Sunday, January 2, 2011

NUJ blames racist editors for Utusan’s circulation drop

By Adib Zalkapli

The Malaysian Insider January 01, 2011

KUALA LUMPUR, Jan 1 – National Union of Journalists (NUJ) president Hata Wahari blamed Utusan Malaysia editors and what he called their racial rhetoric for the daily’s declining sale.

He also called on the authorities to act against Utusan Malaysia editors for fanning racial sentiment in its reports.

“Utusan Malaysia which used to enjoy daily circulation of 350,000 has now become government’s propaganda tool in playing up racial issues and creating discord among the people of various races,” said Hata (picture) in a statement today.

“NUJ Malaysia also calls on the authorities to act against the chief editor and other editors of Utusan Malaysia for undermining racial harmony in the country,” he added.

Audit Bureau of Circulations (ABC) figures for the full year ended June 30, 2010 showed that Utusan Malaysia’s circulation dropped from 181,346 to 170,558, or a drop of 5.9 per cent.

“NUJ Malaysia hopes that the chief editor and editors of Utusan Malaysia will revert to the objectives of the newspaper during the early days of its publication,” said Hata who is also an Utusan Malaysia journalist.

The Utusan Group was founded in Singapore in 1939 by Malay intellectuals including the republic’s first president Yusof Ishak who were critical of the then colonial government.

The company is now controlled by Umno and Utusan Malaysia has been accused by Pakatan Rakyat (PR) leaders promoting racial hatred in its reporting.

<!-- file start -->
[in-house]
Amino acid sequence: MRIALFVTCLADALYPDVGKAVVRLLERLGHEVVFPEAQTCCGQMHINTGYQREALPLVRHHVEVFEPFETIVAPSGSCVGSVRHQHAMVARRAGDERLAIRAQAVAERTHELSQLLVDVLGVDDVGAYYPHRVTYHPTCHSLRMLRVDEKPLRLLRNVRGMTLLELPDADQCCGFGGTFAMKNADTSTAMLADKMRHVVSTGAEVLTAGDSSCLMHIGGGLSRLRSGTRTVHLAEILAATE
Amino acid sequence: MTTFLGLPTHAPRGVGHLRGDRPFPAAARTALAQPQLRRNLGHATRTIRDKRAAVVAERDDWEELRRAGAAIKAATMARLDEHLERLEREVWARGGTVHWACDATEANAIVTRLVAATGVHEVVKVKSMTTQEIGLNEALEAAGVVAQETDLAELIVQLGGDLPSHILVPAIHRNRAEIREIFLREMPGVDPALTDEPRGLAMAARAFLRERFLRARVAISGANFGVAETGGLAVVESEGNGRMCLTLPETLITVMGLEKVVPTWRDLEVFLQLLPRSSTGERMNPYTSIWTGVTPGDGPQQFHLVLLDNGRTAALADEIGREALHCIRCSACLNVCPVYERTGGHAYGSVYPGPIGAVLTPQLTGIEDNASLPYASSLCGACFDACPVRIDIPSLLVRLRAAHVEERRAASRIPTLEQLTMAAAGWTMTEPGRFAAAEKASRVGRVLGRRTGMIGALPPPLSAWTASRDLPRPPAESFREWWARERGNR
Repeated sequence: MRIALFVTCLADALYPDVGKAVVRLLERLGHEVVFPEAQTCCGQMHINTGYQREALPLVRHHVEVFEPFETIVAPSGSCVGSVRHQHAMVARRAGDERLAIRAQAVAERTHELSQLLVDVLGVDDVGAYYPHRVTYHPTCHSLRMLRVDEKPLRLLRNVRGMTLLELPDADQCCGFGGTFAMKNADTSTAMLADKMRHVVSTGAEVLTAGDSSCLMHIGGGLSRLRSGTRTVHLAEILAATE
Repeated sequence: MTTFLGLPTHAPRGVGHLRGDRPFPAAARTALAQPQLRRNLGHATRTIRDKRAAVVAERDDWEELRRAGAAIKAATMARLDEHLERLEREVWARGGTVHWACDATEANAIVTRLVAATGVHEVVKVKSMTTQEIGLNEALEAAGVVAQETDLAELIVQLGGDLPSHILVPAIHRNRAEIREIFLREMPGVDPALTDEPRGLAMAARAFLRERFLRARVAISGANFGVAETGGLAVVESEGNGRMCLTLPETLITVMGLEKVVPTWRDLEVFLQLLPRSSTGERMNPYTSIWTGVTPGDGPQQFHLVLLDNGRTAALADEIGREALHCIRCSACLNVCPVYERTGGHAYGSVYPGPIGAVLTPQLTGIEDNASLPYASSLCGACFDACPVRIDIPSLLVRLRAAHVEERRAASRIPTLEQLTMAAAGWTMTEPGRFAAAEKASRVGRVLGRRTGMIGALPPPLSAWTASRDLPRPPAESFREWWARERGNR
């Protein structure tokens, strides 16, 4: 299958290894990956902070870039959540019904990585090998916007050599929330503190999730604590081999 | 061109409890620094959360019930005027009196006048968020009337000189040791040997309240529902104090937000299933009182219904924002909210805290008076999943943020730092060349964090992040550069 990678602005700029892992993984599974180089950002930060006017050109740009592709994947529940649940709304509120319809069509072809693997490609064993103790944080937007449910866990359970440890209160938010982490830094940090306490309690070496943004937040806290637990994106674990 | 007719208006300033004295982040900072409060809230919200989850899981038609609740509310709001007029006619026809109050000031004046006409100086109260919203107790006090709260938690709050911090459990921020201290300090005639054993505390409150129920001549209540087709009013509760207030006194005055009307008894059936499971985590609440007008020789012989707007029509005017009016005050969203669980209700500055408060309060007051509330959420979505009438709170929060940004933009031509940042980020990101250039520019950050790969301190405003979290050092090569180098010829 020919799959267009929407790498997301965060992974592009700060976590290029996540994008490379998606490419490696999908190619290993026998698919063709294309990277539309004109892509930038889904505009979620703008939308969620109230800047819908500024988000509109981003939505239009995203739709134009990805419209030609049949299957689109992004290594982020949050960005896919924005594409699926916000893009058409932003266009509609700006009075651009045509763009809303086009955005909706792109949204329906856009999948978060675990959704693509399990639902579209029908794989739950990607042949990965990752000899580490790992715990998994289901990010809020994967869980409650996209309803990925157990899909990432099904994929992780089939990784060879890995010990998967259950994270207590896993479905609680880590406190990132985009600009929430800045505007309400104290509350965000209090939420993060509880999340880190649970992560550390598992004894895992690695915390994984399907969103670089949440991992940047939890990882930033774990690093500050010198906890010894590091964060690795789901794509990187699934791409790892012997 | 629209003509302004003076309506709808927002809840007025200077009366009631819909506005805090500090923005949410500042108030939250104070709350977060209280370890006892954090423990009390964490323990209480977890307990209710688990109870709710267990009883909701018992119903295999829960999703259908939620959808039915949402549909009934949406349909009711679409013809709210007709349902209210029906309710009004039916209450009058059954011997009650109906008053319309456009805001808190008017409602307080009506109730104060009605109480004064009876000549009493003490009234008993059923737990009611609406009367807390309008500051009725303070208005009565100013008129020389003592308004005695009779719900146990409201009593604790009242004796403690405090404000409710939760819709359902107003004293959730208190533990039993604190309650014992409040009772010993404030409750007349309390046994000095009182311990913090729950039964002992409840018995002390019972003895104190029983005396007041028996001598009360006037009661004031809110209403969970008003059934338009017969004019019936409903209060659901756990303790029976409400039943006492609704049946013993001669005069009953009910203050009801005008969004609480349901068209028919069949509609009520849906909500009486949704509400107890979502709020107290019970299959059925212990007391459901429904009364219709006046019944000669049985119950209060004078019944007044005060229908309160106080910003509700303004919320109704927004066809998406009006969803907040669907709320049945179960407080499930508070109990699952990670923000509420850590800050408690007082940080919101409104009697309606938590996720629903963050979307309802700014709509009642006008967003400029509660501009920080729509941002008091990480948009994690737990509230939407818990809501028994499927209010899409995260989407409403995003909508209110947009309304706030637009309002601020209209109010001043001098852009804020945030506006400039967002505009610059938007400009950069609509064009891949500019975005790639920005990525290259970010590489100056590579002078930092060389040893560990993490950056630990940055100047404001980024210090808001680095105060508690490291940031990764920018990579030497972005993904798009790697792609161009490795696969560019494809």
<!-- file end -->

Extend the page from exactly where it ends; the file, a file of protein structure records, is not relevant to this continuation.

It had accused Penang Chief Minister Lim Guan Eng of being anti-Malay and recently launched an attack against DAP’s Serdang MP Teo Nie Ching for alleged failure dress appropriately in her visit to a mosque.

“Failure of the authorities to take action against Utusan Malaysia chief editor and editor would only show that they are consenting to the agenda of creating racial discord in the country by a racist and undignified newspaper,” said Hata.

He also urged editors of other mainstream dailies that have suffered declining circulation to stop from being government propaganda tools.

“The union also asks editors of mainstream media especially Utusan Malaysia, New Straits Times, Berita Harian and the The Star to play the role of disseminating information to the public and not as propaganda machinery of the government, political parties, or any individual,” said Hata.

The ABC report also showed that The Star’s circulation dropping from 295,479 to 286,409 (-3.1 per cent), the New Straits Times from 120,770 to 109,341 (-9.5 per cent), and Berita Harian from 183,187 to 160,597 (-12.3 per cent).

Sales of the three newspapers and Utusan Malaysia have been falling these past five years, with all but The Star registering drops of 20 per cent or more between 2005 and 2009.

So-called “light reading” newspapers like Malay-language Harian Metro and Kosmo, on the other hand, continue to go from strength to strength, posting higher sales numbers this past year on top of already impressive circulation numbers.

Kosmo was the biggest winner with a massive 32.9 per cent jump in circulation from 129,633 last year to 172,252 this year. Harian Metro also managed to chalk up an impressive 11.8 per cent rise in circulation to 378,354.

The weekend editions of both newspapers, Kosmo Ahad and Metro Ahad, saw similar increases of 35.1 per cent and 11.5 per cent, respectively.

All Chinese-language papers managed slight single-digit bumps in sales this past year, with the exception of Guang Ming Daily which slipped by 2.67 per cent to 95,158.

Circulation for Sin Chew Daily went up from 374,757 to 382,578 (2.1 per cent), China Press from 159,034 to 160,841 (1.1 per cent) and Oriental Daily News from 97,882 to 103,827 (6.1 per cent).

Free paper The Sun recorded a 4.38 per cent boost in circulation from 287,935 to 300,512.

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